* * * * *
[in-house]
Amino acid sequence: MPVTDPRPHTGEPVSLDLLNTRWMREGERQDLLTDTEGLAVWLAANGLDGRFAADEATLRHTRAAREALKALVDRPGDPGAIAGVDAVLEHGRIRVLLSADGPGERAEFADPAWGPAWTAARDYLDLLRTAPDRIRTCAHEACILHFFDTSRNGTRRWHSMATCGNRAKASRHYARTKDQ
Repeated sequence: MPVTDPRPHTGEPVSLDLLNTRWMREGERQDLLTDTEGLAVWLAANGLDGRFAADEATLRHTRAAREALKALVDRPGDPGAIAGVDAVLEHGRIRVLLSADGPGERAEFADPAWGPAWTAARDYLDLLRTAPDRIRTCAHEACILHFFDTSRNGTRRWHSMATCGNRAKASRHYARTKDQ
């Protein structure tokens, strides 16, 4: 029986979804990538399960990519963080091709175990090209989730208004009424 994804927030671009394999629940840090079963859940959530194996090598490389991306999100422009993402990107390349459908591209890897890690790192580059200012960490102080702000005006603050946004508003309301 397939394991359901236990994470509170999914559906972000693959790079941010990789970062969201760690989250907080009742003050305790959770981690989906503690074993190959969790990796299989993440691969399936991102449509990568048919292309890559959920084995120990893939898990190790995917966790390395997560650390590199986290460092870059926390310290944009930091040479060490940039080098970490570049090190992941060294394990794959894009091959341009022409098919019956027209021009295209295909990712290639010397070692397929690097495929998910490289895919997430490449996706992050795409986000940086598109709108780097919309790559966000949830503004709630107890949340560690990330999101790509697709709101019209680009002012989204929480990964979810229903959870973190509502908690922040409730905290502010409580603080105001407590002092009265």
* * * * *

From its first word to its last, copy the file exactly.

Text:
[in-house]
Amino acid sequence: MPVTDPRPHTGEPVSLDLLNTRWMREGERQDLLTDTEGLAVWLAANGLDGRFAADEATLRHTRAAREALKALVDRPGDPGAIAGVDAVLEHGRIRVLLSADGPGERAEFADPAWGPAWTAARDYLDLLRTAPDRIRTCAHEACILHFFDTSRNGTRRWHSMATCGNRAKASRHYARTKDQ
Repeated sequence: MPVTDPRPHTGEPVSLDLLNTRWMREGERQDLLTDTEGLAVWLAANGLDGRFAADEATLRHTRAAREALKALVDRPGDPGAIAGVDAVLEHGRIRVLLSADGPGERAEFADPAWGPAWTAARDYLDLLRTAPDRIRTCAHEACILHFFDTSRNGTRRWHSMATCGNRAKASRHYARTKDQ
């Protein structure tokens, strides 16, 4: 029986979804990538399960990519963080091709175990090209989730208004009424 994804927030671009394999629940840090079963859940959530194996090598490389991306999100422009993402990107390349459908591209890897890690790192580059200012960490102080702000005006603050946004508003309301 397939394991359901236990994470509170999914559906972000693959790079941010990789970062969201760690989250907080009742003050305790959770981690989906503690074993190959969790990796299989993440691969399936991102449509990568048919292309890559959920084995120990893939898990190790995917966790390395997560650390590199986290460092870059926390310290944009930091040479060490940039080098970490570049090190992941060294394990794959894009091959341009022409098919019956027209021009295209295909990712290639010397070692397929690097495929998910490289895919997430490449996706992050795409986000940086598109709108780097919309790559966000949830503004709630107890949340560690990330999101790509697709709101019209680009002012989204929480990964979810229903959870973190509502908690922040409730905290502010409580603080105001407590002092009265």